Talk about the weather. Several startups are attempting to use machine learning to analyze weather data so that companies can understand potential risks to their businesses, The Wall Street Journal reported. Some of these startups use neural networks, software designed to loosely mimic how the human brain learns, but the article noted there are some flaws with that particular data-hungry A.I. technique. From the article: Companies need adequate data to train their models and there isn’t always enough data. One example is hail, where limited observations make it hard to train AI models, said Mr. Gupta of ClimateAi.

A.I. don’t come cheap. Global spending on A.I. technologies is projected to grow 15.2% year-over-year to $341.8 billion for 2021, according to a new report from market research firm International Data Corporation. The report appears to take a broad view of A.I., lumping everything from certain servers sold by companies like Dell and Hewlett Packard Enterprise to spending on enterprise software like Slack and McAfee as inputs that inform the overall A.I. market. From the report: AI Hardware is the smallest category with 5% share of the overall AI market. Nonetheless, it is forecast to grow the fastest in 2021 at 29.6% year over year.


Nym Health hired Melisa Tucker to be the startup’s senior vice president and head of product. Tucker was previously the vice president of product management at operations at Flatiron Health.

Clearwater Analytics picked Souvik Das to be enterprise software company’s chief technology officer. Das was previously the CTO of Zenefits.


Inspect the datasets. Researchers from Princeton University published a non peer-reviewed paper that probes some of the ethical dilemmas associated with developing A.I. systems built using problematic datasets, such as those that contain photos of people who never consented to be part of the dataset. The researchers analyzed 1,000 academic papers and found that despite some of the problematic datasets being retracted, many researchers continued to develop A.I. systems with the datasets or their derivatives.

The researchers believe that the creators of massive datasets used to train A.I. systems “should continuously steward a dataset, actively examining how it may be misused, and making updates to license, documentation, or access restrictions as necessary.”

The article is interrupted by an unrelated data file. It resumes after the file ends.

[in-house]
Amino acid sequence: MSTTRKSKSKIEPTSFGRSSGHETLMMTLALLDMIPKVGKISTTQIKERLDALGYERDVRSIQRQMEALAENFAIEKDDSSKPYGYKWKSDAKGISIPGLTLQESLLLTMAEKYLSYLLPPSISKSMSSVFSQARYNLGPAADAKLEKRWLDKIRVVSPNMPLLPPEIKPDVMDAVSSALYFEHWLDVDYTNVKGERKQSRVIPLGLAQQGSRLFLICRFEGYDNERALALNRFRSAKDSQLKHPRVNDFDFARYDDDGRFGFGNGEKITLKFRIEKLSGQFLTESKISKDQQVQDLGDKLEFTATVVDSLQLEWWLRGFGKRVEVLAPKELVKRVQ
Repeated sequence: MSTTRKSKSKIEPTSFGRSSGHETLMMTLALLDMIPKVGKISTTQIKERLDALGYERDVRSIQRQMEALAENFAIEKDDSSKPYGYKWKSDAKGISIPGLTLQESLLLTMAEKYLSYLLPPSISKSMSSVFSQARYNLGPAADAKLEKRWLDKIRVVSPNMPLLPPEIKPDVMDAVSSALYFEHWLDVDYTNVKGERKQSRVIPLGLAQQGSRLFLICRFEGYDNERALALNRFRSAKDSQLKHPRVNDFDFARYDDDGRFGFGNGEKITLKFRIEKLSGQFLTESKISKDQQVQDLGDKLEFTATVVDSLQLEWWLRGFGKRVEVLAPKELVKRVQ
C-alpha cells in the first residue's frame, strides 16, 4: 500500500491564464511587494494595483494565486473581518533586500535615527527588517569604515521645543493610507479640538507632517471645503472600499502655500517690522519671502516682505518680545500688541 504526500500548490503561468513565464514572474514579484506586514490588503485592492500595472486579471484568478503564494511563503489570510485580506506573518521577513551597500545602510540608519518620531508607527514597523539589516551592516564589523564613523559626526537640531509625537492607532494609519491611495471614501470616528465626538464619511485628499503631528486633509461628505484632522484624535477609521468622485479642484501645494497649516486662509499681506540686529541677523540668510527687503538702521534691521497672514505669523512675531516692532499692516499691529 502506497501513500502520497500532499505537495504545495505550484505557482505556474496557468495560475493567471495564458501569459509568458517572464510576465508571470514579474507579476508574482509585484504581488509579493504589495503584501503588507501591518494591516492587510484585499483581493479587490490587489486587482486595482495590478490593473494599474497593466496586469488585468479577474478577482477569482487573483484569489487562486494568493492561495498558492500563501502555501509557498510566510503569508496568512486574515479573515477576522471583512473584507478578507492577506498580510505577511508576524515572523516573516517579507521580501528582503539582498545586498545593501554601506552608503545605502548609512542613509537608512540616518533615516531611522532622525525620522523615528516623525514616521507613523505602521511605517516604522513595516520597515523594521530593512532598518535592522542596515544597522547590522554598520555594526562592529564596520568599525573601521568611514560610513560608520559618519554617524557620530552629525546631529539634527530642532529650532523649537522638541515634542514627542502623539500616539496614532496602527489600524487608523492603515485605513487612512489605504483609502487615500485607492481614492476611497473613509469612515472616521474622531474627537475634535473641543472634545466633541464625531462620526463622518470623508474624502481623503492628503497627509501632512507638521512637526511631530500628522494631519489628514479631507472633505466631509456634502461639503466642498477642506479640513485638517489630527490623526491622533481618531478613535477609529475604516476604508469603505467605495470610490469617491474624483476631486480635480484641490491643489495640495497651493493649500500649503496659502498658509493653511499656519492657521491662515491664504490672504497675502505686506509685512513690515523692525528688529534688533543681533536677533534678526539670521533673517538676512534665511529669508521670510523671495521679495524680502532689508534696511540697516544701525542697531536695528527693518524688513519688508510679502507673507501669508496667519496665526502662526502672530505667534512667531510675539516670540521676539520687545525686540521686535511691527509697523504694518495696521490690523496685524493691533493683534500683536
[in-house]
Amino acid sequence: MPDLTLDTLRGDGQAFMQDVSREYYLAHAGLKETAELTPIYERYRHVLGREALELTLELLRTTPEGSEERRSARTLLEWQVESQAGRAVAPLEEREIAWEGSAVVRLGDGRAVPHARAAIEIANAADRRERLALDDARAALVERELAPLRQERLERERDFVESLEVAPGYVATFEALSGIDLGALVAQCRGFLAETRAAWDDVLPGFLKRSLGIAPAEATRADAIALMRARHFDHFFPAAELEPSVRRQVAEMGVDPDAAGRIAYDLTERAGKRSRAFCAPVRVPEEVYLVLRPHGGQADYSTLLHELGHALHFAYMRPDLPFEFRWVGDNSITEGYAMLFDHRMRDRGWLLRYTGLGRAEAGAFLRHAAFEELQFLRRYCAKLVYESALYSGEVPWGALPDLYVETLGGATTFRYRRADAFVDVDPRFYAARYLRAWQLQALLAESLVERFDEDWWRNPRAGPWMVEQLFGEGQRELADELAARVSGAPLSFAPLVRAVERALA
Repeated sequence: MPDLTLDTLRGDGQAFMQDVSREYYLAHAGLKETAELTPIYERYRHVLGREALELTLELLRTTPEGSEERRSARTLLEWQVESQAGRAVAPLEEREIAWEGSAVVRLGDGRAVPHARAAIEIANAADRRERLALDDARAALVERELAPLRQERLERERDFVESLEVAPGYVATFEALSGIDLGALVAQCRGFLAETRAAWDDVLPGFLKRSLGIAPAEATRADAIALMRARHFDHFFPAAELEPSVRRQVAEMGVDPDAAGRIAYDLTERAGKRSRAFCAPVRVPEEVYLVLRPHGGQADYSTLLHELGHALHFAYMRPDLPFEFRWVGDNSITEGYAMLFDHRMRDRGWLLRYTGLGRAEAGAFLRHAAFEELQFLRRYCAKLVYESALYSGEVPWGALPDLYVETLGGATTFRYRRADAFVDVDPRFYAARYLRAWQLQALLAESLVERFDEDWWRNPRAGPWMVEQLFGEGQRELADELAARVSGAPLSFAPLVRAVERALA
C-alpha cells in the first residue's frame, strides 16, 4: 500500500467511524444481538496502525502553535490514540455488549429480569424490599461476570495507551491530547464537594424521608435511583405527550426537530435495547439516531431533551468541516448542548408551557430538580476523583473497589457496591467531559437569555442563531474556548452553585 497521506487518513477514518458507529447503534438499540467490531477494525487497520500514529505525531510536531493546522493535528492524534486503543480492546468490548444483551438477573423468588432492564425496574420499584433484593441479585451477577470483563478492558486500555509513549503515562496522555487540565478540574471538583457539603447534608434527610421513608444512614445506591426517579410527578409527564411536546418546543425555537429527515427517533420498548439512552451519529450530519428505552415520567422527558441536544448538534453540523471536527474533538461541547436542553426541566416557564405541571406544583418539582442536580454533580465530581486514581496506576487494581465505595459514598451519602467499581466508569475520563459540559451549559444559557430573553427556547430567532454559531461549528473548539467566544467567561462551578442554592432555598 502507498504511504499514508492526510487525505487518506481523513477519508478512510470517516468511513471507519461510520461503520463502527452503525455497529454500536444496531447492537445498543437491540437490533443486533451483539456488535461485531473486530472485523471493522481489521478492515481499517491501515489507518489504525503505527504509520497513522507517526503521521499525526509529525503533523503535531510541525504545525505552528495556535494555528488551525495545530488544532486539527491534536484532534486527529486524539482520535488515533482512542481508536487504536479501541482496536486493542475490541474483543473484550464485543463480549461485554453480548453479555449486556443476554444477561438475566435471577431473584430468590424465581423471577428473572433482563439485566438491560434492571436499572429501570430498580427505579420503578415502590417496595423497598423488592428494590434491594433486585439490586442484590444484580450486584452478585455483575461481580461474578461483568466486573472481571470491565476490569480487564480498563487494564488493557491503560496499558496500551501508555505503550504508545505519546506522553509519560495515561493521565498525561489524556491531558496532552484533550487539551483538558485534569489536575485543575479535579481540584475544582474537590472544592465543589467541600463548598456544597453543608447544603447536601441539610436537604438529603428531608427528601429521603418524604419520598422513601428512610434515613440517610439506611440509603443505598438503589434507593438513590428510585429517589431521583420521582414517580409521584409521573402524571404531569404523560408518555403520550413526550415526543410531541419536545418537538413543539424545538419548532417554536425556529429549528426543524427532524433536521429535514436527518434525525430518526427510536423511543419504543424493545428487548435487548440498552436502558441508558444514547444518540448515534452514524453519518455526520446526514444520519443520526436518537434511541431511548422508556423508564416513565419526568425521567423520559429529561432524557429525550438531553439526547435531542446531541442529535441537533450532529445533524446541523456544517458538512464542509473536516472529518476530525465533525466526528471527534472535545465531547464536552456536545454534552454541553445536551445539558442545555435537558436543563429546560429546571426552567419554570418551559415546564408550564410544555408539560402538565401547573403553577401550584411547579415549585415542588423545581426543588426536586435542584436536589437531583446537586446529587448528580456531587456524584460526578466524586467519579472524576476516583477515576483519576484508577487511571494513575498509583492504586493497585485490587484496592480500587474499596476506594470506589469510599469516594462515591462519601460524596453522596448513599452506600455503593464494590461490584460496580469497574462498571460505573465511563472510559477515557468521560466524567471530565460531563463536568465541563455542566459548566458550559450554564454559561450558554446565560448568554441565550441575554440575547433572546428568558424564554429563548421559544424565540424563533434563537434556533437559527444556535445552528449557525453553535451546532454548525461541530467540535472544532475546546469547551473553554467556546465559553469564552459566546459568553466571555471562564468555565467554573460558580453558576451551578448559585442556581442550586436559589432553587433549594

One interesting tidbit from the paper: Princeton researchers discovered that other researchers are confused about the possible legal repercussions of developing A.I. systems based on non-commercial datasets.

From the paper: From these posts, we found anecdotal evidence that non-commercial dataset licenses are sometimes ignored in practice. One response reads: “More or less everyone (individuals, companies, etc) operates under the assumption that licenses on the use of data do not apply to models trained on that data, because it would be extremely inconvenient if they did.” Another response reads: “I don’t know how legal it really is, but I’m pretty sure that a lot of people develop algorithms that are based on a pretraining on ImageNet and release/sell the models without caring about legal issues. It’s not that easy to prove that a production model has been pretrained on ImageNet ...”



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What worked for Google and Facebook won’t work for your company. Deep learning pioneer Andrew Ng wrote an opinion piece for the Harvard Business Review discussing some of the reasons why non-tech companies struggle with A.I. compared to consumer Internet firms like Google (Ng once worked at the search giant) and Facebook. Ng writes that the A.I. “playbook” used for Internet giants won’t work for other industries because of multiple reasons. For one, non-tech giants lack an abundance of quality data that can be used to train A.I. systems.

Additionally, tech giants can employ huge A.I. teams to help run their financially lucrative online advertising businesses. But not every A.I.-powered business will be as profitable as an online advertising business. Instead, many companies have individual businesses that can benefit from A.I., but they are less likely to result in whopping profits, posing a challenge for companies that are seeking a massive return on investment.

As Ng writes, “The aggregate value of these hundreds of thousands of these projects is massive; but the economics of an individual project might not support hiring a large, dedicated AI team to build and maintain it.”

One of Ng’s A.I. tips for companies: “Instead of merely focusing on the quantity of data you collect, also consider the quality, make sure it clearly illustrates the concepts we need the AI to learn.”